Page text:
Bugsy Siegel: The Dark Side of the American Dream is a story of early 20th-century Jewish immigrant life in America; of bootlegging and the “Roaring Twenties;” and of dreams in Hollywood and Las Vegas.
Benjamin “Bugsy” Seigel was not a good Jewish boy. Siegel led the life of a “bootlegger, racketeer, gambler and murderer.” To paraphrase journalist James Traub, he “does not deserve our admiration; but like some other figures who have yoked their lives to deplorable causes, he nevertheless deserves our attention.”
In his new book, Bugsy Siegel: The Dark Side of the American Dream, author Michael Beahan Shnayerson presents a splendid history about, arguably, the most famous Jewish gangster in history, who is indeed worth “our attention.” It is a story of early 20th-century Jewish immigrant life in America; of bootlegging and the “Roaring Twenties;” and of dreams in Hollywood and Las Vegas. Siegel is a fascinating product of all the above.
Shnayerson is an American journalist and contributing editor for Vanity Fair magazine. The author of eight books and more than 75 Vanity Fair stories, his book about Siegel is published under Yale University Press’ prestigious Jewish Lives series. As Shnayerson notes, those biographies “are all of admirable figures … Until now.”
Siegel was the son of Jewish immigrants from Galicia. Max and Jennie arrived in America in 1900 amidst a wave of 1 million Jewish immigrants. Like thousands of their compatriots, they settled in New York City’s impoverished lower east side. Benjamin was born there in 1906.
Shnayerson relates Siegel’s life in three overarching eras. During the first phase, Siegel became a petty crook by age 14. Hot-tempered and fearless, he was the “toughest kid on the street;” hence, the nickname “Bugsy.” As a teenager, Siegel also became a lifelong friend and accomplice of another highly successful Jewish gangster, Meyer Lansky.
Siegel hated the nickname “Bugsy.” Only the most foolish or incredibly brave called him “Bugsy” to his face. Siegel preferred “Ben.”
A “gangster capitalist,” Siegel chose an alternative career path to rise above poverty. He made a fortune as a young bootlegger during Prohibition, quickly achieving a dream that he shared with other Jewish immigrants — prosperity and material well-being. Siegel’s ultimate goal was the attainment of “class.” He declared: “That’s the only thing that counts in life … without class and style, a man’s a bum.”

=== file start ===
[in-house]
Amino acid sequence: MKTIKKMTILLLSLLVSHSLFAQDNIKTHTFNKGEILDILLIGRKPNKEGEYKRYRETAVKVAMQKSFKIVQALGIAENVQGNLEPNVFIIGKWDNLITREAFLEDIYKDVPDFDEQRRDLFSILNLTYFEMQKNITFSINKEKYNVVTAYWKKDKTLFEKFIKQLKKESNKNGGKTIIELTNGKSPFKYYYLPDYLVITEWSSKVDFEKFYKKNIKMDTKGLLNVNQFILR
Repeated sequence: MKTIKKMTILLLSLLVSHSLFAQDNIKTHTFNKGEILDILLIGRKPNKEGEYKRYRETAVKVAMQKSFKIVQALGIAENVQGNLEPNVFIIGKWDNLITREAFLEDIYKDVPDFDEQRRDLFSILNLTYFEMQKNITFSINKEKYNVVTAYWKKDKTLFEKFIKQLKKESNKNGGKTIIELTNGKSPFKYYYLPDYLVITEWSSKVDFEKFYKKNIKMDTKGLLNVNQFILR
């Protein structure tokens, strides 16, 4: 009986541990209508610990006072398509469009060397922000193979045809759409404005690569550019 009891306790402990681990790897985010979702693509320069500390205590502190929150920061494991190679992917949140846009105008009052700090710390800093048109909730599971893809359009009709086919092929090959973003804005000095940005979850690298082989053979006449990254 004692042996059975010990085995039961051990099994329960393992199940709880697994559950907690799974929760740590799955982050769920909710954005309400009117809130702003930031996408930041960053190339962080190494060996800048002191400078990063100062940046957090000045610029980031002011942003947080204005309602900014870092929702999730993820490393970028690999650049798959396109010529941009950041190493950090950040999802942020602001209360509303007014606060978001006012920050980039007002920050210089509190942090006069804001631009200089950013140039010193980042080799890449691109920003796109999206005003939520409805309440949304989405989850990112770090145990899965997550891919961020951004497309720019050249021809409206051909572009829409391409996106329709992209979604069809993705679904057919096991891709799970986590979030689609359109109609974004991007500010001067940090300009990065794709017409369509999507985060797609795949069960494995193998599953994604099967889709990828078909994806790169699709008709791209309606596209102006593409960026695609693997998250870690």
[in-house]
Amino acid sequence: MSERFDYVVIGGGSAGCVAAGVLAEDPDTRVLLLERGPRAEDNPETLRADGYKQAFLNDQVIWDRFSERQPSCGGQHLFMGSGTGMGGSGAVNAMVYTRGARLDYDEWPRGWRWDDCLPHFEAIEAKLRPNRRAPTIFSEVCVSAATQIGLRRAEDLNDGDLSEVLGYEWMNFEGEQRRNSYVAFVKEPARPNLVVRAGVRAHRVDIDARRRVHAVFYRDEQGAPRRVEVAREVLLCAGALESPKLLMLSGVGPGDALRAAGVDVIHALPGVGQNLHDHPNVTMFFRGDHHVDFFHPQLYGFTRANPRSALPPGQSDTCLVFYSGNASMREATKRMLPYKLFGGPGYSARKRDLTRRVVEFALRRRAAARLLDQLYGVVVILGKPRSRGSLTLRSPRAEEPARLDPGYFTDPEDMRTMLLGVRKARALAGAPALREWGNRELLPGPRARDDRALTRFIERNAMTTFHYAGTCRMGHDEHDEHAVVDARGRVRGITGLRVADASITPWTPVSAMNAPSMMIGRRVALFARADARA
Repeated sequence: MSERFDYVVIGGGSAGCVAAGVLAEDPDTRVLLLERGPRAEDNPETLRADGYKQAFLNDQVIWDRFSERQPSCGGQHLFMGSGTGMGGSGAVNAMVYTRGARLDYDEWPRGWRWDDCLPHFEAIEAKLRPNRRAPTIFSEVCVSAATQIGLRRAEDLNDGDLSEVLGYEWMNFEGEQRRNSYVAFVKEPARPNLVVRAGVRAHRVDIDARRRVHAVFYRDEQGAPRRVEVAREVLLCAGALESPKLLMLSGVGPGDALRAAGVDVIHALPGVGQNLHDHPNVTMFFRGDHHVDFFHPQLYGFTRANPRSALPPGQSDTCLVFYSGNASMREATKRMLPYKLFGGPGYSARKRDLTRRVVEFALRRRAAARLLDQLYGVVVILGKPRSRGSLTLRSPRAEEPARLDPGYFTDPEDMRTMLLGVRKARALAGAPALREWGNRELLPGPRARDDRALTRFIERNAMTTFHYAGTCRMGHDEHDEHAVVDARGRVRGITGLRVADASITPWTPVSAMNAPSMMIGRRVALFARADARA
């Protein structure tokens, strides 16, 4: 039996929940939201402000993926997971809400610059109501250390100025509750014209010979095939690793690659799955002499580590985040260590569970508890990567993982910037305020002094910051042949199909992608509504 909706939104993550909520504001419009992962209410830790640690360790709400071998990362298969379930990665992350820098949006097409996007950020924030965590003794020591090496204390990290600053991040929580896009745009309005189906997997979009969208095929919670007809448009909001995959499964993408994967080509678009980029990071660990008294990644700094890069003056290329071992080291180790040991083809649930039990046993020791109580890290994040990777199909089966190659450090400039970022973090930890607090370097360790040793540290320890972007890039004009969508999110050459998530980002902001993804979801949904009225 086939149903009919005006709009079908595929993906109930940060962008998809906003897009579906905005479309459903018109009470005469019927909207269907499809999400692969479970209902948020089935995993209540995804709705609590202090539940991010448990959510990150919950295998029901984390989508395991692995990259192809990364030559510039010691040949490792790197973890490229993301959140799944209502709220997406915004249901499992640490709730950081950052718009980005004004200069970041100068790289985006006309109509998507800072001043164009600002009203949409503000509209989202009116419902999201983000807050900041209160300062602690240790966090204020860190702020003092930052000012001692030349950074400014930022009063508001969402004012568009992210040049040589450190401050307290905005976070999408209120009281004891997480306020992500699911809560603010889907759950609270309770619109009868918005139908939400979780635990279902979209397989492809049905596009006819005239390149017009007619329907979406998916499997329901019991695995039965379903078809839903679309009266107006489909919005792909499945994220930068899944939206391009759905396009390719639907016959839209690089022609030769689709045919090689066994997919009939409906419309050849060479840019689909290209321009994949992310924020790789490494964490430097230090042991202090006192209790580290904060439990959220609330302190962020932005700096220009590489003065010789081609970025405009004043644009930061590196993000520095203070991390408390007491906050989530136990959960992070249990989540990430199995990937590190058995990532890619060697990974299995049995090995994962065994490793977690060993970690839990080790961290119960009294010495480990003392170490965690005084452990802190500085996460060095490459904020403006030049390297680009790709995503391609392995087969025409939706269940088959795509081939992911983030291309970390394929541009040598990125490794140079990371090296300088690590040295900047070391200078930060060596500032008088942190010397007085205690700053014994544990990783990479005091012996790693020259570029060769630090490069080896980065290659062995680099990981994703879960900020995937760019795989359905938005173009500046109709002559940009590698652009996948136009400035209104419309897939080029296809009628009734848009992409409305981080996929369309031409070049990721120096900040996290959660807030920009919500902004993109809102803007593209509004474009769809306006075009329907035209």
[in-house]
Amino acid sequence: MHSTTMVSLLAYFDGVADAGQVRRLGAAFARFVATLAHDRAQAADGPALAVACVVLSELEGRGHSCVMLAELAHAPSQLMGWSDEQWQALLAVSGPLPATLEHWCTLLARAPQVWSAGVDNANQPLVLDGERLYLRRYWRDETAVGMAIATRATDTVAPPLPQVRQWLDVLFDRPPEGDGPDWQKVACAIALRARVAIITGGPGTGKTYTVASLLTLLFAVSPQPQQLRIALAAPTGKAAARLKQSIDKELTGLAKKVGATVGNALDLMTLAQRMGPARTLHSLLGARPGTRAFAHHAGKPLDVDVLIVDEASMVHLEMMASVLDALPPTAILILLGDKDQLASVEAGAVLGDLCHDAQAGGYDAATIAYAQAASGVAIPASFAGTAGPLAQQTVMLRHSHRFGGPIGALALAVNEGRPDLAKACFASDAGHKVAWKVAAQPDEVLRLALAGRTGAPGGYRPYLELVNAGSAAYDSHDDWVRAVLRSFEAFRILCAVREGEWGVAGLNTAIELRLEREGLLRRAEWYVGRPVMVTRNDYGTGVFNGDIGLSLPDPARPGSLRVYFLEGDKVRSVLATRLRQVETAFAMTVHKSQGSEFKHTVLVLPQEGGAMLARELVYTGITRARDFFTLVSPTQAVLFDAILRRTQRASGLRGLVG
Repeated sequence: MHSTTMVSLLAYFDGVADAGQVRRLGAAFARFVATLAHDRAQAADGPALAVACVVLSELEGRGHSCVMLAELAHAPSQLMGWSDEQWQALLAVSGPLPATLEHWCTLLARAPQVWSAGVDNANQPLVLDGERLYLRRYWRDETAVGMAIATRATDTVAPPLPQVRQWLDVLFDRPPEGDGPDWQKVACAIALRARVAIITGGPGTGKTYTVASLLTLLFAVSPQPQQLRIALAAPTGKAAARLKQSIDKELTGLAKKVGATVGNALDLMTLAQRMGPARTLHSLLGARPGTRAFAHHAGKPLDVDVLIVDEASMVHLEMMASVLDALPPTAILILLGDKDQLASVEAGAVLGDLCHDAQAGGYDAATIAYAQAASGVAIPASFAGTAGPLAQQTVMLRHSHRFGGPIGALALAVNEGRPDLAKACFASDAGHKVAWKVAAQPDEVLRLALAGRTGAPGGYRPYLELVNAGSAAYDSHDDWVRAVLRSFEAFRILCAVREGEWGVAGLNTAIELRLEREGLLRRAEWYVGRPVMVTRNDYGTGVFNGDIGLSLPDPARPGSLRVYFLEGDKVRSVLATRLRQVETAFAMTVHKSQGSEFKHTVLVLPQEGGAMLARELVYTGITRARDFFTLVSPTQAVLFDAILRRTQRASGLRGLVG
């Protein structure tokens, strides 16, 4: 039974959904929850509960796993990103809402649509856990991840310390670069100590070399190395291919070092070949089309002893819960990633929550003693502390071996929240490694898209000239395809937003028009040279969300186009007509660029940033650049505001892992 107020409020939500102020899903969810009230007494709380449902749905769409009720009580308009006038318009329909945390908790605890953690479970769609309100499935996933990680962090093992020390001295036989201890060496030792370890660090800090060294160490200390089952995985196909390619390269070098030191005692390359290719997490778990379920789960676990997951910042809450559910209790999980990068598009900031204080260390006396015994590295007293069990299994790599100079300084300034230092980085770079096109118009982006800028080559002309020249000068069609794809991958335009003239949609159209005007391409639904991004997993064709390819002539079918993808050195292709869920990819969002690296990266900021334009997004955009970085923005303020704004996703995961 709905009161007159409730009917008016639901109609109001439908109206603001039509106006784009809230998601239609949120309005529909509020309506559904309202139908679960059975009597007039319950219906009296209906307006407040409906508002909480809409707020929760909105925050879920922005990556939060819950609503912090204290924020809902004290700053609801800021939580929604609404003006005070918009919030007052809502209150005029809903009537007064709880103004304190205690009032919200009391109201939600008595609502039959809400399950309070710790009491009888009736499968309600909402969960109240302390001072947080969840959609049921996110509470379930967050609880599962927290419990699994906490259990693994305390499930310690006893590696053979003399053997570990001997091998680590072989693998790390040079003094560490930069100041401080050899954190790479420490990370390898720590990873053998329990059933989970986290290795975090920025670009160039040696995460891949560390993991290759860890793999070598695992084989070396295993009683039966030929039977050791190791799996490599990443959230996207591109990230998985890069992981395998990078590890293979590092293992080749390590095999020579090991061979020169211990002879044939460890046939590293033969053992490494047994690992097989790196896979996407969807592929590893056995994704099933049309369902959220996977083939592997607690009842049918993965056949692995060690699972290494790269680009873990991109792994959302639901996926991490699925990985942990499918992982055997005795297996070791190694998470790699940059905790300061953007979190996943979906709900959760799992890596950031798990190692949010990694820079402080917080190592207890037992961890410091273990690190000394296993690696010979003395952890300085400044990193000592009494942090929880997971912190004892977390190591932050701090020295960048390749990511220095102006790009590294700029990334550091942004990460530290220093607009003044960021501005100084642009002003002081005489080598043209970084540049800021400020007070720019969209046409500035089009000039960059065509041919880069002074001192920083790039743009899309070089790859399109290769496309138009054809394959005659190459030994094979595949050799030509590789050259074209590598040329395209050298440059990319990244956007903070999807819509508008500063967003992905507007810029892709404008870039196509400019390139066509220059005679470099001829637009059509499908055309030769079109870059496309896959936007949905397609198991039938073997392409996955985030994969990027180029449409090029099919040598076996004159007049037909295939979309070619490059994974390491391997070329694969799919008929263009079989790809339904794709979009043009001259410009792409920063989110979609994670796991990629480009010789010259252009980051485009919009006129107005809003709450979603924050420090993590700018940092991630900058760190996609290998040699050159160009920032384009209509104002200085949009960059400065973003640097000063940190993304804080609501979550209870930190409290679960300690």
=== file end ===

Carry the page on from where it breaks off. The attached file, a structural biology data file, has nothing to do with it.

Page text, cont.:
The end of Prohibition signaled the next phase of Siegel’s career. Lansky and Siegel became partners with Jewish, Italian, Irish and other gangsters to form a national crime organization: the Syndicate.
To expand the Syndicate’s operations, Siegel was sent to California, where he became enamored of Hollywood. Calling himself a “sportsman,” Siegel spent much of his time at local racing tracks and entertaining Hollywood’s leading actors and actresses at his mansion. For a brief time, he even fancied a career as an actor — all while doing his best to control as many illegal enterprises in California as possible.
Although married for many years with two children — his wife and family were always well-provided for — Siegel was a womanizer. He eventually developed a long and tumultuous relationship with Virginia Hill. For a few years, Siegel was a celebrity … until he was prosecuted in a well-publicized murder trial. Eventually cleared of the crime (in which he likely participated), his glory days among the Hollywood set were over.
Siegel’s final phase was an obsession. He envisioned building a new, Monte Carlo-style luxury casino among the small “sawdust-on-the-floor” gambling houses of sleepy 1940s Las Vegas. His Flamingo Casino eventually became the first such casino in modern Las Vegas. The 1981 movie, Bugsy, visually captures this era, as well as Siegel’s California days.
Siegel did not live to see its final success. Cost overruns, chaotic project management and, worst of all, rumors that he was skimming money — a sin of high magnitude among his gangster financial supporters — led to his demise. Siegel was assassinated on June 20, 1947. The case remains unsolved, but Shnayerson provides his best guess as to the culprit.
Shnayerson has written an excellent biography, the best on Siegel to date. His research includes the extensive literature about Seigel, as well as new sources such as FBI files and his personal interviews with Siegel’s living family and acquaintances. Most important, Shnayerson thoughtfully explores the historical, cultural and Jewish context of the era that produced Benjamin Siegel. The result is a well-written, insightful narrative. It is a bona fide page-turner.